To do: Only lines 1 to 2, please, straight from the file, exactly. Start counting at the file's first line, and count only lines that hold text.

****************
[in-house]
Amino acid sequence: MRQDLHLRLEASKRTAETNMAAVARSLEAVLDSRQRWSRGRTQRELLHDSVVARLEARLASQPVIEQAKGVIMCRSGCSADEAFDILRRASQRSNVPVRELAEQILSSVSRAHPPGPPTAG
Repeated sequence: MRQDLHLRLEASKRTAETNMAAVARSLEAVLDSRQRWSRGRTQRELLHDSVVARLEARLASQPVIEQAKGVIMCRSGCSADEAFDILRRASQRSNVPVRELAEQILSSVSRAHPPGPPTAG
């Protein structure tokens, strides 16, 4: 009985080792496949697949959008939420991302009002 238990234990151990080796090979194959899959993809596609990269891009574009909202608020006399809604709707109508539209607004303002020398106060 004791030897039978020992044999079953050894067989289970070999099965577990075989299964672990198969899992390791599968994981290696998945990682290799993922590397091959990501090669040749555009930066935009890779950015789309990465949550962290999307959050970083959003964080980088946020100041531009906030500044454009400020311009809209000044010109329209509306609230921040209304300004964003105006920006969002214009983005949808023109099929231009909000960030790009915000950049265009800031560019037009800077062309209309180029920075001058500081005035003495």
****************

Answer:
[in-house]
Amino acid sequence: MRQDLHLRLEASKRTAETNMAAVARSLEAVLDSRQRWSRGRTQRELLHDSVVARLEARLASQPVIEQAKGVIMCRSGCSADEAFDILRRASQRSNVPVRELAEQILSSVSRAHPPGPPTAG